PHUKET: As Thailand’s general election draws near, one can only guess what tourists in Phuket might make of it all. So ubiquitous and impressive is the roadside pollution that many visitors will spend their holiday bewildered as to why they are looking at thousands of colorful images of suited monkeys, salivating dogs and fatuous monitor lizards.
For many, the preponderance of roadside billboards bearing images of the various contenders will just add to the kaleidoscope of attention-seeking signage that blights the ‘Pearl of the Andaman’.
One can only hope that after the voting canvassers will show the same vigor in collecting the signs that they did in putting them up, because our once-beautiful roadsides are quickly degenerating into elongated garbage tips.
This crass campaign propaganda, which has remained virtually unchanged in format for decades, is an insult to any thinking person’s sensibilities. One might think the overall effect would be to push voters to the “Vote No” option, but even proponents of that choice seem to lack the creativity needed to get their message across without trashing the landscape with crude and childish signage.
Of course election signs are just the latest wave in a tsunami of roadside junking in Phuket. It’s an unsurprising irony that the politicians, all of whom preach environmental preservation, are the folks responsible for the campaign trash – the very same people who are asking to represent us, to run our communities, and to preserve law and order.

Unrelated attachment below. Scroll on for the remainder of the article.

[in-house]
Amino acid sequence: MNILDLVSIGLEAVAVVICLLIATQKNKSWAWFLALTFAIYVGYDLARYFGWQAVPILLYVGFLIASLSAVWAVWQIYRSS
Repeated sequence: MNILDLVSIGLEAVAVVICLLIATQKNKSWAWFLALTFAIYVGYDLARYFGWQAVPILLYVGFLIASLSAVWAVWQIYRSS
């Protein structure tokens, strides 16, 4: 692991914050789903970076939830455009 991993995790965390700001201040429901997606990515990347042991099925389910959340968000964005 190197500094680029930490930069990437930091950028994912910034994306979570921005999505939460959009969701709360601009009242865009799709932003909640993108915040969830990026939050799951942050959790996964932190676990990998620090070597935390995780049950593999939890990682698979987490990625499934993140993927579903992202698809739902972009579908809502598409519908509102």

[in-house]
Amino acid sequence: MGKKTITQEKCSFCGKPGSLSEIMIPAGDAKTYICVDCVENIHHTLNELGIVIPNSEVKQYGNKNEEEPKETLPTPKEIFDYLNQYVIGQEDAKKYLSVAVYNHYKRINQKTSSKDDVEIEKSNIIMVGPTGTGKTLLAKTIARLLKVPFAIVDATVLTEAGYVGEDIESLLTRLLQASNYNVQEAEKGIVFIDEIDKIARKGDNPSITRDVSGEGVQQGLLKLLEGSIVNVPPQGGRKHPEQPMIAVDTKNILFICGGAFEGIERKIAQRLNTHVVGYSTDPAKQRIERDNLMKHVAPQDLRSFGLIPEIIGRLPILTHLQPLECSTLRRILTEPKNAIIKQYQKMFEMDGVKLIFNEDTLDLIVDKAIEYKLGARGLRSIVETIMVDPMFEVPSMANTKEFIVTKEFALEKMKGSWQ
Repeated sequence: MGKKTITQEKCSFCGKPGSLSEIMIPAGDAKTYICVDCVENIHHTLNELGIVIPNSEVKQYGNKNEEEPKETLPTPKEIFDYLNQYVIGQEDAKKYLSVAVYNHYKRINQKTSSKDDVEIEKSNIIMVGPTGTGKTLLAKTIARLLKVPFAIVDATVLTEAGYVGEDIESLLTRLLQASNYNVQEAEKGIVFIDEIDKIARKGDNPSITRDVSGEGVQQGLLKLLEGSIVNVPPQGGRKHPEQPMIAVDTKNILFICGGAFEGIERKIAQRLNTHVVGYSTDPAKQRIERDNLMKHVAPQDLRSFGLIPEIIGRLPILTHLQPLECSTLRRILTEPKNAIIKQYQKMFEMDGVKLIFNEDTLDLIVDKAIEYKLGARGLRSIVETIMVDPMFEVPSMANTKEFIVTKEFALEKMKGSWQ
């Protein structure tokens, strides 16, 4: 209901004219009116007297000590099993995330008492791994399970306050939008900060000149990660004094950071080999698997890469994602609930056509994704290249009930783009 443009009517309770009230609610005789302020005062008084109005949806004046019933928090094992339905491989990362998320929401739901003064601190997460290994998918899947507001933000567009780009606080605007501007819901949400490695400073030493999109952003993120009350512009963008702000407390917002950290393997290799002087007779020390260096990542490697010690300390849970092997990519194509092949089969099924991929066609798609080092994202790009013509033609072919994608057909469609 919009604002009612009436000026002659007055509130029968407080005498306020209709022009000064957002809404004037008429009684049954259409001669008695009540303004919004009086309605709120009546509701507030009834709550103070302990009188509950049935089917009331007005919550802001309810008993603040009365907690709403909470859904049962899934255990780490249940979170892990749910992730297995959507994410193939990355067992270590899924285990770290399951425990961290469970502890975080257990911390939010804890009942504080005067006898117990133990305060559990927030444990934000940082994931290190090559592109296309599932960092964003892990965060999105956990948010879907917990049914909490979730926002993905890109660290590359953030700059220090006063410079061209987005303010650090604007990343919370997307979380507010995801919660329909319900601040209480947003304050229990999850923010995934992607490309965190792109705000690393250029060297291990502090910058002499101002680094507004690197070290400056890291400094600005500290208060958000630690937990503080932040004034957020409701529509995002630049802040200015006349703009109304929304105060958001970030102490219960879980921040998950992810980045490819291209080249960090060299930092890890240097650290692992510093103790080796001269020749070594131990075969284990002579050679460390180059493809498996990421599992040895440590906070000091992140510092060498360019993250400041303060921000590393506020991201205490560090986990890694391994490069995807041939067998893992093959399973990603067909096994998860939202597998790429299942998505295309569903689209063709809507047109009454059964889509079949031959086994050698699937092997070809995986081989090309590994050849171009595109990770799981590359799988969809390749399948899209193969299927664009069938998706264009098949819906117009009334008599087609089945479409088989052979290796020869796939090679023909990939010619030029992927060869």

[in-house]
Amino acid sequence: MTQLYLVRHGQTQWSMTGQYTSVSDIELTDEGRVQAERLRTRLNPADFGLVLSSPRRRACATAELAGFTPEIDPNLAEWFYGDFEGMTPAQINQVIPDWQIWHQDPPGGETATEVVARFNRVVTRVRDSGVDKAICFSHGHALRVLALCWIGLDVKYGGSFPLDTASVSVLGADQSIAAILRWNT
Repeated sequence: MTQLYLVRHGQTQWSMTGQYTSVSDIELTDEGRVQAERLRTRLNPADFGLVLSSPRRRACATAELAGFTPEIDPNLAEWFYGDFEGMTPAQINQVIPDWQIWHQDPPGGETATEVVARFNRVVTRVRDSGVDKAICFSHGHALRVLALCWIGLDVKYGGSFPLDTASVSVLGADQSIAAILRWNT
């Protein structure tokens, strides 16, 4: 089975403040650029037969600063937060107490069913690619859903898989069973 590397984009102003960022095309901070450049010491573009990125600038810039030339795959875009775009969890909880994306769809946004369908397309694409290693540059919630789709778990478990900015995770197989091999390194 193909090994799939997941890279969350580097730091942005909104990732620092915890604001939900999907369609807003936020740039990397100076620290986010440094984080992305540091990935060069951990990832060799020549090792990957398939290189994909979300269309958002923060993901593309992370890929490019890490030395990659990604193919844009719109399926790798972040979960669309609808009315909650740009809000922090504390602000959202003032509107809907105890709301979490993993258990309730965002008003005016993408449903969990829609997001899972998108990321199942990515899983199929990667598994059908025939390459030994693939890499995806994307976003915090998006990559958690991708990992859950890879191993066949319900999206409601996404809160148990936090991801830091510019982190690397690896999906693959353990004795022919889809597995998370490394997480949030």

Equally if not more ironic is the fact that the billboards bearing images of local VIPs imploring the public to take part in “Save the Planet” and “Go Green” campaigns (that took place over a year ago) now make up a considerable part of the colorful canvas detritus.
Canvassers (could there be a better word for them?) seem to know no boundaries when it comes to roadside erections. Phuket has been divided into two constituencies, but even that has not stopped the cheerleaders from throwing up signs supporting candidates outside the areas where those candidates are actually running.
Hopefully the Election Commission will address the campaign’s obvious support for roadside trash before the next polling. Let us not forget that elections in this country tend to come in spates.
It’s baleful that of the 40 parties contesting the election, not one has made environmental protection a sincere policy objective, and the current approach to campaigning, with billboards as the medium of choice, affords little basis for optimism on that front.
For those of us who can remember the Phuket of 20 years ago, the current blitz of environmental disregard is every bit as depressing as the choices on offer at the ballot box next Sunday.
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